Super built-up area is the built-up area plus proportionate share of area in the staircase, lift room, motor room, security room, lobby, passage way and other spaces like gymnasium, swimming pool, meeting room, club house and even parking lot. Of course, this applies mostly to apartments in buildings and where there are multiple houses. It is also known as saleable area or in certain jurisdictions as useable area. Super built-up area comes to around 20-40% of the built-up area.

While buying a house as investment, verify what the super built-up area covers to judge if it is worth paying all the money. Find out how much the carpet area and super built-up area amount to. You might want to ensure both appear on the sale agreement. Try to strike a bargain with the builder, if possible, on reducing the super built-up area.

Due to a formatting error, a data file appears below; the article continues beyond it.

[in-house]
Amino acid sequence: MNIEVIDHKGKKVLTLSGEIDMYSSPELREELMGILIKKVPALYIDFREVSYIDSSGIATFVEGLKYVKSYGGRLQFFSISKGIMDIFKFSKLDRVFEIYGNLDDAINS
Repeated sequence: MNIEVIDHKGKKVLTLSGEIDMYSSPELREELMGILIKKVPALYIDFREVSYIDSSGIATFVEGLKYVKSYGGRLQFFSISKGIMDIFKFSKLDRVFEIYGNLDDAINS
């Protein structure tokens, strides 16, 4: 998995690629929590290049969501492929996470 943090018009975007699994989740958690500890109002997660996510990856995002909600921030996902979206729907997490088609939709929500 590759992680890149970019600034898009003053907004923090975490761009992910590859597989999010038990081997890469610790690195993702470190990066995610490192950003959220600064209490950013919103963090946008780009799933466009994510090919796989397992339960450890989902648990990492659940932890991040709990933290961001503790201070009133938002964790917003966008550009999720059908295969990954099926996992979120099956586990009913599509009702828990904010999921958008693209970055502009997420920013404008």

4. Total cost involved 

There are some builders who demand maintenance deposits for 5-10 years upfront. This might mean peace of mind to people until they realize that depreciation will soon come asking for more. Some charge separately for elevator, power generator and other electrical appliances.

Buying under-construction properties involves more complexities. Many builders quote the per square feet rate but often you actually end up paying a few thousands or lakhs more by the time of possession. Delayed projects seem to be the norm today and in fact it would be surprising if a project were completed on time. The escalation in cost of construction due to delay is passed on to buyers. Many builders include escalation clause in the property agreement. Refuse to accept this clause. Escalation cost could be as high as 25%. If your bank loan has already been sanctioned, there is no way to revise it midway.